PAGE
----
Egypt’s Foreign Ministry has unreservedly rejected any prejudices by international human rights organisations over the execution of nine prisoners convicted of the 2015 assassination of Egypt’s former Prosecutor General, Hisham Barakat.
In a Sunday statement, the ministry specifically commented on the statement of the Office of the United Nations High Commissioner for Human Rights (OHCHR) regarding the execution.
The statement pointed out that the execution sentence came after long trials which were characterised by impartiality and justice, emphasising the independence of the Egyptian judiciary which is based on international standards.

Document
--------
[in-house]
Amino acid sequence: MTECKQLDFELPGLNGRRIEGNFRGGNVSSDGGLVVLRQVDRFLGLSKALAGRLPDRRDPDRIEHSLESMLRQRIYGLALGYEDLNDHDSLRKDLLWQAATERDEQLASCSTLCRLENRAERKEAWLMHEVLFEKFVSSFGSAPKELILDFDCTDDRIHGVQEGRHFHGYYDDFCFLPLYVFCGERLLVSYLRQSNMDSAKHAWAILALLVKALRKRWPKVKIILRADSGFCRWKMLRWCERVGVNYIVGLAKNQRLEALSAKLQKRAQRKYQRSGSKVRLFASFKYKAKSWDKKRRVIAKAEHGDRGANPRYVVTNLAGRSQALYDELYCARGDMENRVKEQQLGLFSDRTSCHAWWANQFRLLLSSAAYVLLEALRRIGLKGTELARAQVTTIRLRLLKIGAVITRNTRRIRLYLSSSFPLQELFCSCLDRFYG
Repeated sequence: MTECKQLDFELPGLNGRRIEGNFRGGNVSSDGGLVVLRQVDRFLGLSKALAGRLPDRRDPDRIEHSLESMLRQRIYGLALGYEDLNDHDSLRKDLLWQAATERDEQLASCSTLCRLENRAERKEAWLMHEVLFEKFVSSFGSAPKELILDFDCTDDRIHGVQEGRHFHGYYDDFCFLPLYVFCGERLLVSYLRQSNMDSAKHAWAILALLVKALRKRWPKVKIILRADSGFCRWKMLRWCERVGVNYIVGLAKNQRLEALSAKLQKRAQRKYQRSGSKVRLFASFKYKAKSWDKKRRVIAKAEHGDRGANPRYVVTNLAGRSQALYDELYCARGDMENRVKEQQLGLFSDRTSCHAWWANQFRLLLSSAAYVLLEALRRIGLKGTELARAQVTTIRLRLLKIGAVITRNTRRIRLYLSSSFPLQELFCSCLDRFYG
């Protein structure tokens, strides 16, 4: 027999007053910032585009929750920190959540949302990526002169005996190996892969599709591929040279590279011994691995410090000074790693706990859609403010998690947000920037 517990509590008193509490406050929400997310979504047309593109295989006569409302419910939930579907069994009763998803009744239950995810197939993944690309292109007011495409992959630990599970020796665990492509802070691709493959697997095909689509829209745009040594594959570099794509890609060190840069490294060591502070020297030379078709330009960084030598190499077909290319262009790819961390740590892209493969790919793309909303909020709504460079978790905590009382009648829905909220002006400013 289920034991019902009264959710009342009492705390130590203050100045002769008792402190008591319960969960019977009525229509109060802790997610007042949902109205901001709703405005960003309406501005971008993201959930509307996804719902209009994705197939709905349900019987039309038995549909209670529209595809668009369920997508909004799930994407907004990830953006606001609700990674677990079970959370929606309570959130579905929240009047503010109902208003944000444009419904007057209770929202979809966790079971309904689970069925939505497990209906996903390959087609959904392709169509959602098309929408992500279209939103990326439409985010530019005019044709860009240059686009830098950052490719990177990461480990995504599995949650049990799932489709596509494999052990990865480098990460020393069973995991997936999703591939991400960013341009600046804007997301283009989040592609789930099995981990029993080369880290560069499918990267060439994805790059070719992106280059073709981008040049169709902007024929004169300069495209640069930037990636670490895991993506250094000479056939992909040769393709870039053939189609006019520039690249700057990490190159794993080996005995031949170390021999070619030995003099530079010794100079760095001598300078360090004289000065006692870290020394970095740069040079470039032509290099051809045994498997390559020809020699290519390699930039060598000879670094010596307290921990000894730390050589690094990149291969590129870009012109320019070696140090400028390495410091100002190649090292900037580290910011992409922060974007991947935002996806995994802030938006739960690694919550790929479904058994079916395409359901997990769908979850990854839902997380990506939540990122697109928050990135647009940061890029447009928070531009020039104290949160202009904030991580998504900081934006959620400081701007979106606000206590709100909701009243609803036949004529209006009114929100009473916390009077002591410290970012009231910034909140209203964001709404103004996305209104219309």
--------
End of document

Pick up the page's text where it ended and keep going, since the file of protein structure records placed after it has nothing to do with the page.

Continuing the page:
The statement further rejected claims of “extracting confessions from prisoners”, calling on such organisations to carefully read the reasons behind the judgment in order to recognise how Egypt’s judiciary is committed to national and international standards.
Earlier on Friday, the OHCHR appealed to the Egyptian authorities “to halt all executions” insisting that “trials must meet the highest standards of fairness and due process to prevent miscarriages of justice.”
The OHCHR spokesperson, Rupert Colville, said in the statement that “All of them (the accused) had claimed before the courts that they had disappeared, or detained incommunicado for prolonged periods, and were subjected to torture in order to make them confess to the crimes.”
The nine prisoners were among the 28 who were sentenced to death in 2017, for a car bomb attack on Barakat in front of his house in Cairo. Egypt’s Prisons Authority executed them on Wednesday.